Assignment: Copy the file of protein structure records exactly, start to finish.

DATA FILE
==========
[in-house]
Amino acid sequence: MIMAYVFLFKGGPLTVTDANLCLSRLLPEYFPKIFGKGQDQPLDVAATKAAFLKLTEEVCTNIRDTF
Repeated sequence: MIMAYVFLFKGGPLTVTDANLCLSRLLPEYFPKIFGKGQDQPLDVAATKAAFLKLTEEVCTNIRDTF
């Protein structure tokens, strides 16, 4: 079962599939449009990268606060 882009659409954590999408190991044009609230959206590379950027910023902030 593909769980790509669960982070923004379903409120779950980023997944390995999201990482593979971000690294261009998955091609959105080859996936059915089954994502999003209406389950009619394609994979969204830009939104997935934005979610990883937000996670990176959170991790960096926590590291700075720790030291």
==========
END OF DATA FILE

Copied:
[in-house]
Amino acid sequence: MIMAYVFLFKGGPLTVTDANLCLSRLLPEYFPKIFGKGQDQPLDVAATKAAFLKLTEEVCTNIRDTF
Repeated sequence: MIMAYVFLFKGGPLTVTDANLCLSRLLPEYFPKIFGKGQDQPLDVAATKAAFLKLTEEVCTNIRDTF
């Protein structure tokens, strides 16, 4: 079962599939449009990268606060 882009659409954590999408190991044009609230959206590379950027910023902030 593909769980790509669960982070923004379903409120779950980023997944390995999201990482593979971000690294261009998955091609959105080859996936059915089954994502999003209406389950009619394609994979969204830009939104997935934005979610990883937000996670990176959170991790960096926590590291700075720790030291």